Also known as TESOL courses. And TESL courses. And TEFOL courses (by dumb people). And a bunch of brand names, like Trinity Certification and the CELTA (Certificate in English Language Teaching to Adults, which can be followed by the DELTA Diploma in…). And run by just about anyone with a free space and a desire to make money.
I took my TEFL course in November and December 2004. It fit with my academic schedule (I’d graduated from university a year early by taking summer classes until August, and I wanted to hang around until my graduation ceremony, which was held in mid-November) and I’d hoped it might align with two other things: teachers going home for Christmas and not coming back, thus leaving their schools in a pinch, and companies deciding to start the new calendar year with new classes for their employees.
At the time I did my TEFL course I had never been abroad alone, and didn’t have much travel experience (my family had been to Europe once, and I’d done long weekend parties in hotels with my friends, but that was it). I picked Barcelona, as it seemed like an exciting, big city, and found a school that seemed pretty legit, was within my price range, and offered a homestay program. The next thing I knew I was wiring them thousands of euros, packing my bags and flying halfway around the world.
So what should you know about a TEFL course?
- It’s a business. It’s for profit. They’re making money off you. Remember that.
- I would recommend taking the course in a city you would like to teach in, as it may make it easier to find a job, but please, please, please be flexible and be prepared to have to go elsewhere to find work. Arrive with enough money to see you through the course and then at least enough money for three months of job hunting. Hopefully you’ll find a job right away. But even if you’re Super Teacher, you might not. So be prepared.
- Your enjoyment of the course will depend a lot on the other students. Seek out people who are adventurous and will want to explore the city with you. If you’ll be team-teaching lessons together, avoid the know-it-all former high school teacher (even if they’re more qualified than your actual instructors!) and look for someone else who is fun, organized and open to trying new things. Don’t let the super-irritating people stress you out; it’s only a four-week program!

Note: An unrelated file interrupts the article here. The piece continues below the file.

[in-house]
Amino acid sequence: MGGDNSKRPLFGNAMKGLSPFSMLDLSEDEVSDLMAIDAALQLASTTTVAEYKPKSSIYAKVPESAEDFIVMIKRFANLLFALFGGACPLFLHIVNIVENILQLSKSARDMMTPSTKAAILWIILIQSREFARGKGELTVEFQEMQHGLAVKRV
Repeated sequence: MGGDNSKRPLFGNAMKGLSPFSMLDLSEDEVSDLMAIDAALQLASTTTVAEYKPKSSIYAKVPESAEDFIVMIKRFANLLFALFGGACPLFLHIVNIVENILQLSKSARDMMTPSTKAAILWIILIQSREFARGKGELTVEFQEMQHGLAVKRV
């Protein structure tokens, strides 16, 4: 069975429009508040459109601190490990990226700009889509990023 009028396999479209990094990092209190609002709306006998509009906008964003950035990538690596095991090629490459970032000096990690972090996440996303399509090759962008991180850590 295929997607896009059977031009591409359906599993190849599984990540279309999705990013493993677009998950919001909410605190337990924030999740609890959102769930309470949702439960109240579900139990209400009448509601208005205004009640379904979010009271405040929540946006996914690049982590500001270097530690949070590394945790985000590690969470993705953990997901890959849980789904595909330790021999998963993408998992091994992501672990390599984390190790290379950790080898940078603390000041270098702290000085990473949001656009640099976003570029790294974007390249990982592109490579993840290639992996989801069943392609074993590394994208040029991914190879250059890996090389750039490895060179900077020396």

- The people teaching your course are probably not certified teachers, and probably only have a four-week certificate, some work experience, and another two or three month “diploma” that they also received from a for-profit institution. They are not experts in pedagogy. Listen to what they have to say… just so that you can pass the class.
- Your teachers will do stupid stuff. Mine clearly played favorites. They also got drunk and made inappropriate sexual comments about some of the other trainees. And their attitude was less than scholarly: I once handed in an assignment on the published due date and was scolded for submitting it too early. I pointed to the printed calendar on the wall, with the due date written right on it. They said that no students had ever submitted that assignment on time and I should have known better as we hadn’t fully covered the material. I let it get to me. I shouldn’t have. Just do as you’re told, get your certificate and forget about them. I guarantee that today I out-earn and out-travel the men who taught my course.
- Don’t buy the textbooks at a ridiculously inflated price in your home country and lug them halfway across the world. I would say don’t buy them at all, but if you really want to have them I’m sure someone who took the course the month before you will be happy to sell them to you. Look for unfamiliar people looking around the school’s job postings boards- they’re probably unemployed recent grads who will do anything for some extra cash!
- Your practice students may become your greatest allies. They’re at school getting free language lessons, and they love it. Invite one or two of the friendliest students out for coffee after class (if they don’t invite you first!) and get the scoop on the local housing market. They probably won’t have leads on jobs, but as locals they’ll know everything else!
- You’re a customer. If they say class starts at 8:00 and ends at 4:00, class should start at 8:00 and end at 4:00. If you pay a two-hundred euro supplement for a non-smoking homestay, your host shouldn’t smoke (neither should you, of course!).
- If the school has a job guarantee, they’re crap. However, a good school will provide some job support (it’s part of what you pay for!), and any school worth its tuition will have the kind of good reputation that inspires local language schools to contact them with job postings.
- You will learn more in your first fifteen minutes in a real classroom than your entire four-week TEFL course. That’s okay! Take a deep breath, smile and dive in. It will get easier! And you will get better!
For more information about teaching abroad, I recommend the great resources on Dave’s ESL Cafe.